Thinking Unconstrained

Examining the world with a critical eye. Topics span a wide range including but not limited to, observations, insights, problems, solutions, proposals, and hypothetical scenarios.
As corporeal entities, all living beings need to eat food in order to stay alive. In the vast observable universe, we're aware of this kind of organic life only on this tiny planet of ours. With respect to our diets, what distinguishes humans from the rest of the living beings on this planet however is that we for the most part process our food externally before consuming it. This takes on many forms, but in essence, we grow our food, transport it and then cook it before eating it. While it takes more energy to do these things, we're able to work cooperatively and achieve better overall yield and higher nutrition than many other life forms who engage in hunting and foraging activities. Through domestication, we've willingly accepted some of these life forms into our farming communities, while others were reluctantly brought on as parasitic and symbiotic partners. In many ways, they are just as much a part of our society as us, albeit not entirely aware of the breath of the situation. Granted, to bestow equal rights to a cow and treating it as if it was a human would only work in Hindu communities, we should still ask whether treating these members of society without any form of respect is justifiable. And if so, how far does the justification extend in our grand community? Where do we draw the line to bestow respect and dignity to a living being? Can we set up a set of standards where we can still achieve high nutritional yield and at the same time maximize the dignity due to all living creatures?

To adequately answer these questions, we should first intuitively understand what the words "respect" and "dignity" mean. I do not say these words lightly with casual meaning and I do not equate them with concepts of morality and ethics. These terms are often confused with one another, either through ignorance or by intentional obfuscation. Therefore let us unlink the associations and refine their meanings first. The terms respect and dignity denote that there is something inherently noble in a thing rather than something that is bestowed upon by externalities. It is a recognition that the subject/object must be viewed not merely as a thing for a particular task or a circumstance but must be considered as having value in a broader context. This value is not contingent upon passing an exercise in reason or decreed by an authority. It is about humbling ourselves in recognizing that we are equals and we can relate at some level that is innately common between us. The attitude bestowed upon the other is a reciprocation of our expectation that hopefully others have on us. When this condition is satisfied, it is referred to as mutual respect. But what can we say about respect and dignity in the context of food? Doesn't the fact that you're eating a living thing constitute a lack of respect? Well, not quite.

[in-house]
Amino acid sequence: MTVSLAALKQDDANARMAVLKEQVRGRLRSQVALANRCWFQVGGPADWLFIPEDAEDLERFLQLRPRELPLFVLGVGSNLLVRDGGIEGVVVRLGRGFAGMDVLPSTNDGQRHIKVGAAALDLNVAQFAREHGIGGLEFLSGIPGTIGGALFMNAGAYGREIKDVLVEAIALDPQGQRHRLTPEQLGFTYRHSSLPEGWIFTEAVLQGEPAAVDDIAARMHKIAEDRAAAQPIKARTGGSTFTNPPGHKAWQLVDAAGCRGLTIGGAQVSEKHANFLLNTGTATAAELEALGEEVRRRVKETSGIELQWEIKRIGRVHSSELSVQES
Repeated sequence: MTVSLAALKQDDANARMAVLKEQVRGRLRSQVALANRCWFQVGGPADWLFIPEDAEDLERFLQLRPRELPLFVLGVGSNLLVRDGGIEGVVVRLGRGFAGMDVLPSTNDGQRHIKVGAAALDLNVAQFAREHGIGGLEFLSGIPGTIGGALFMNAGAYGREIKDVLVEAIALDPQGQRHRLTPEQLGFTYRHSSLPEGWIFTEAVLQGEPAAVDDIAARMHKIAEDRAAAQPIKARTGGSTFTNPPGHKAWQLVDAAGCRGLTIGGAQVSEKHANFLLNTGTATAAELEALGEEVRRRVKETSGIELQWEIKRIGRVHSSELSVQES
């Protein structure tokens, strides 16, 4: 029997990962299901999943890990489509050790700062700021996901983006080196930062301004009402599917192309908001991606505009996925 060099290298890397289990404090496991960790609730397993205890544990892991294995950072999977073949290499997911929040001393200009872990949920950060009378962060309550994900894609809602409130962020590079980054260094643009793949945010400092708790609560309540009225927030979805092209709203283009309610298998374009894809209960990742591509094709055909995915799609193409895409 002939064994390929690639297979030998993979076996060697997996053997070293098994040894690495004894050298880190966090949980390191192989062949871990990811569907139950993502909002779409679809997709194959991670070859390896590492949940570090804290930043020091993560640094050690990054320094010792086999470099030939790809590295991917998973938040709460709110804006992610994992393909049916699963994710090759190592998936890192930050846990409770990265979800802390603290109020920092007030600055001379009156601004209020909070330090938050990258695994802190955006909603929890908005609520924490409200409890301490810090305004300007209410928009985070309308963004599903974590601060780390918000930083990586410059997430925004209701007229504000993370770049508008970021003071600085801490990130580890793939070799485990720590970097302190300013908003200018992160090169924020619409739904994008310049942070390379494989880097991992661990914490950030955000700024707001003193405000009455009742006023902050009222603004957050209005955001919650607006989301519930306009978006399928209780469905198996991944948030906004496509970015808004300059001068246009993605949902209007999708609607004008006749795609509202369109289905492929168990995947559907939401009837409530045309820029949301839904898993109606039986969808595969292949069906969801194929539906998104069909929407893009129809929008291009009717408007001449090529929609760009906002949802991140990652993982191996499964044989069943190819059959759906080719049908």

It is true that it's not "nice" to kill a thing to eat it. Herbivores eat plants but only because they're hungry. They eat the leaves and fruits, but those grow back in time and do not necessarily kill the plants. Carnivores on the other hand eat other animals, but again they do so out of hunger. The relationship between hunter and prey is innately respectful because they each are allowed to be free to be themselves and to be true to their natures. It can be cruel and horrific but the prey is dignified in its death as it gives its life to the hunter, and in turn the hunter is thankful for the flesh that is given. Omnivores however are not as specially equipped as Herbivores and Carnivores but the same respect still exists as they live in nature and depend on the bounties she offers. Although humans are omnivores, for the most part they are no longer part of nature and do not fit into the ecosystem as it chooses not to be bound by its laws. But does that mean that respect and dignity cannot exist in the psyche of man in relation to nature and her children? After all, why abide by rules when one no longer finds it necessary to be bound by them? Why not exploit nature as we see fit?